Slide #1.

Recall that our first case of thinking about pigments in the eye was to consider rhodopsin alone (one pigment) and the implications of its absorption spectrum. We had two lights, each with one wavelength. The left hand light was fixed and the right hand light could be varied in intensity. Could there be any intensity where the two lights look identical even though their wavelengths are different? Now add a pigment to the receptor system. Compare the response of two pigments to the two lights, each with a different wavelength from the other (one wavelength).
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Slide #2.

• Case 1 -- Equal number of photons at each of the two different wavelengths
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Slide #3.

wo different wavelength lights indicated by Greek lambdas Incident Photons 1000   Pigment 1 Pigment 2 Photons Absorbed Photons Absorbed 460 150 Incident 1000 Pigment 1 260 Pigment 2 410
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Slide #4.

• Case 2 -- Turn up the intensity of the adjustable light on the right. What happens to the number of photons absorbed by pigment 1 and pigment 2? Does either pigment match the corresponding number for the left hand light? • Remember: Once the wavelengths have been selected and the observer with a certain number of visual pigments has been selected, only the intensity (amount, number of photons) of the lights can be changed in the experiment.
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Slide #5.

Incident Photons 1000 Pigment 1 Pigment 2 Photons Absorbed Photons Absorbed 460 150 Incident 1770 Pigment 1 Pigment 2 Photons Absorbed 460 725
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Slide #6.

• Case 3 -- Turn down the intensity of the adjustable light on the right. What happens to the number of photons absorbed by pigment 1 and pigment 2? Does either pigment match the corresponding number for the left hand light?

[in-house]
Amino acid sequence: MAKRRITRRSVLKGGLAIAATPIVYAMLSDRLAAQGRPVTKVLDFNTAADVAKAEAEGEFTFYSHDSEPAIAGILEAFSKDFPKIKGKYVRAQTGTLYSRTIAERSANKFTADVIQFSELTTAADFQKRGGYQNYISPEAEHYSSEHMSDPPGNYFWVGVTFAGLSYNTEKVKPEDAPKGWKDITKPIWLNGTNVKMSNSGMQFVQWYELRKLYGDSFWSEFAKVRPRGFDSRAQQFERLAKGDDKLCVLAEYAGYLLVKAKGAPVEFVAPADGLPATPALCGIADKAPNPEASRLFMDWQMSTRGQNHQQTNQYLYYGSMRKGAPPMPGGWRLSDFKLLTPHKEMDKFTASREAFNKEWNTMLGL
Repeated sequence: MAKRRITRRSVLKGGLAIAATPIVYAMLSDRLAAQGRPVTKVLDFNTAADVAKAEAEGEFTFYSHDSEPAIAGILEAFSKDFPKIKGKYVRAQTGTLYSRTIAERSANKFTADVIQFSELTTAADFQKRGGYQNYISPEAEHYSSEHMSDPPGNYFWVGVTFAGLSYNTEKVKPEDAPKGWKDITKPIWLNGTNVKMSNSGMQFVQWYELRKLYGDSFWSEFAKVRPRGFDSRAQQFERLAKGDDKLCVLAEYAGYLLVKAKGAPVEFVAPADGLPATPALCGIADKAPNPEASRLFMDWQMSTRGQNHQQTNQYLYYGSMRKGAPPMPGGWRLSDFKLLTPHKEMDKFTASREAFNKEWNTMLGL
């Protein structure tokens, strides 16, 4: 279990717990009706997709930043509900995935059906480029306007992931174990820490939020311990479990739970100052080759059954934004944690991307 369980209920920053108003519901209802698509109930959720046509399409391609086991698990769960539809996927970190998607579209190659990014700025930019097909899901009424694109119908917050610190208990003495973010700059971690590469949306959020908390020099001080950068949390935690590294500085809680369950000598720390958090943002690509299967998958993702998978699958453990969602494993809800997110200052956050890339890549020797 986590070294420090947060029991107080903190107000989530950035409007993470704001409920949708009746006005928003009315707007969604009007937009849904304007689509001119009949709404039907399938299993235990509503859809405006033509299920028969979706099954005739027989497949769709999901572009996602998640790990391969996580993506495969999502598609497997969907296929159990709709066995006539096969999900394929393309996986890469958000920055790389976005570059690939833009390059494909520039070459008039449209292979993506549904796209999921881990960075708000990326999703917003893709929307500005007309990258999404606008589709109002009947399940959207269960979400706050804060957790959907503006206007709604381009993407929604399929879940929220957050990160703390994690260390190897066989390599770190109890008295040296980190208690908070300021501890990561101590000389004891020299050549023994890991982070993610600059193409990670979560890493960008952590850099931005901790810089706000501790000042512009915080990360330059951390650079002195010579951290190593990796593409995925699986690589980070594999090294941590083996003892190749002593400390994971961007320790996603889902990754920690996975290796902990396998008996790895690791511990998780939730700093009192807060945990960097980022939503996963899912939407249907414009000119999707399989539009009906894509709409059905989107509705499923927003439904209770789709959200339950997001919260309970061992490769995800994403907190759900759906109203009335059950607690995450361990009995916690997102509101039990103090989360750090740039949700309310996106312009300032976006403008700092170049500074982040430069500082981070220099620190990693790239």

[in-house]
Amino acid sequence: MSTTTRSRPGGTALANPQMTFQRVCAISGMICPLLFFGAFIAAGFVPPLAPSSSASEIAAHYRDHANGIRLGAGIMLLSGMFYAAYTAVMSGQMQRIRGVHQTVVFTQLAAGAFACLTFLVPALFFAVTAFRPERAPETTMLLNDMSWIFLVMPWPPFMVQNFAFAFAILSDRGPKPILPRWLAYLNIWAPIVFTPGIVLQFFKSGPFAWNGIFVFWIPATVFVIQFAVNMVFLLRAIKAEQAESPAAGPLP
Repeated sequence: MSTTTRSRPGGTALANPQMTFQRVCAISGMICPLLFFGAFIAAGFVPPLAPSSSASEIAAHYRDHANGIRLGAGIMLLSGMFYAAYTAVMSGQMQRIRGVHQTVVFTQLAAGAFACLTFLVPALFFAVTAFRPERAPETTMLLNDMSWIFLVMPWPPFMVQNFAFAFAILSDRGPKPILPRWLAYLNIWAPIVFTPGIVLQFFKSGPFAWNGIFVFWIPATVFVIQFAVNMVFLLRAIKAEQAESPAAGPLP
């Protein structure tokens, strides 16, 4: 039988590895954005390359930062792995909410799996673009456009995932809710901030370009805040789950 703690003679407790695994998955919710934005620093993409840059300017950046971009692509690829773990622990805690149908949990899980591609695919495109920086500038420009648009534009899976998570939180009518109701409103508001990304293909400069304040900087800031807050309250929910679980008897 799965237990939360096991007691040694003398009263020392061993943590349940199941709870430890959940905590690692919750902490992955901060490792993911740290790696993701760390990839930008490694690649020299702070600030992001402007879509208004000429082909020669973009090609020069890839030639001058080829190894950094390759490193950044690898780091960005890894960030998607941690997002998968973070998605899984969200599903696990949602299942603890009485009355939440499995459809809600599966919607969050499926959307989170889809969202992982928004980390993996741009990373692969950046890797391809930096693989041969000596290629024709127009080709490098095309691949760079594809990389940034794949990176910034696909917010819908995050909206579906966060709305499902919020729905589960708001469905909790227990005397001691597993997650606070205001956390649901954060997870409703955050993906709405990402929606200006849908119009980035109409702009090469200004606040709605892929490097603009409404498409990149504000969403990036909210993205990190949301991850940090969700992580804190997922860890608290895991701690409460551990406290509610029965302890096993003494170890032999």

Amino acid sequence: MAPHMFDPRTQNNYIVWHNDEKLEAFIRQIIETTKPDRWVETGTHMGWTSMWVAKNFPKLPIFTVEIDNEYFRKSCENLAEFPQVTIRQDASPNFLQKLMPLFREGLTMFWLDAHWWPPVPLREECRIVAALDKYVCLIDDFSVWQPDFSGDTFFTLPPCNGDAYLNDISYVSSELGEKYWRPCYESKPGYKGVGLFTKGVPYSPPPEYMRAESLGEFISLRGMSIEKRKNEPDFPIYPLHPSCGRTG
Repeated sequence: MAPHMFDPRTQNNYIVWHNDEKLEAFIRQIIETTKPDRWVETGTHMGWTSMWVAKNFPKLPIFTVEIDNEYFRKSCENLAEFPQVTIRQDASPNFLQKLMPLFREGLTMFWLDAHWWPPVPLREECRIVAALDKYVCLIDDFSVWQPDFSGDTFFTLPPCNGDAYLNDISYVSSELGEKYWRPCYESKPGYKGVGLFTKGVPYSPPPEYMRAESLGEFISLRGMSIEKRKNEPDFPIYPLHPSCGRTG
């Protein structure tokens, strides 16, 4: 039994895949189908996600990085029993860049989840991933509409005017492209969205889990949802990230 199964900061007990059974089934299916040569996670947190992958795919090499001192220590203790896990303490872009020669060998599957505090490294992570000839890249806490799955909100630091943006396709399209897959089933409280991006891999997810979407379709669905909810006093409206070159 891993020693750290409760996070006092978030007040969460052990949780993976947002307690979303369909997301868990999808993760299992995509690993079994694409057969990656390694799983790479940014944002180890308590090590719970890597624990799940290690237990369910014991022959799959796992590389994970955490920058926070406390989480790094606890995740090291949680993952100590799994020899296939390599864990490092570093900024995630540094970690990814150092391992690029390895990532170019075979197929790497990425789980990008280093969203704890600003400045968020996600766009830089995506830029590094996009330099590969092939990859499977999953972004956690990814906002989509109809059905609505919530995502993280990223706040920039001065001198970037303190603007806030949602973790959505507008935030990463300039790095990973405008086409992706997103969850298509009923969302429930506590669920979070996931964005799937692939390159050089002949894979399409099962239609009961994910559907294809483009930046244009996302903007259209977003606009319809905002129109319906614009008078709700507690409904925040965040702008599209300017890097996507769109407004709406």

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Slide #7.

Incident Photons 1000 Pigment 1 Pigment 2 Photons Absorbed Photons Absorbed 460 150 Incident 366 Pigment 1 95 Pigment 2 150
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Slide #8.

The two lights NEVER match
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Slide #9.

Summary Table • What have we learned? As the wavelength intensity is adjusted, is there any place where the two lights exactly match? Yes, if we have one underlying pigment. No if we have 2 underlying pigments Number of wavelengths in the adjustable light 1 1 Number of underlying pigments 2 3 Y N 2 3 4 5 6
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Slide #10.

Now add a second adjustable wavelength to the light on the right. Instead of one adjustable wavelength, we now have two adjustable wavelengths in an additive mix in the light on the right.
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Slide #11.

Spectral absorption curves for the two hypothetical pigments and two adjustable wavelengths in the light on the right (2 and 3 ) compared to the fixed light on the left (1)
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Slide #12.

Pigment 1 Pigment 2 Wavelengths in Lights
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Slide #13.

Matching task: Can we adjust the amount of light in each light so that the lights look identical? If “yes,” then wavelength and intensity (amount of light) cannot be distinguished. If “no,” then wavelength and intensity can be distinguished. Set-up: Light with one wavelength compared to light with two wavelengths.  ye  Person whose eye has two cone types (pigments) Blow-up diagram of small portion of retina – suppose there are two cone types, meaning 2 pigments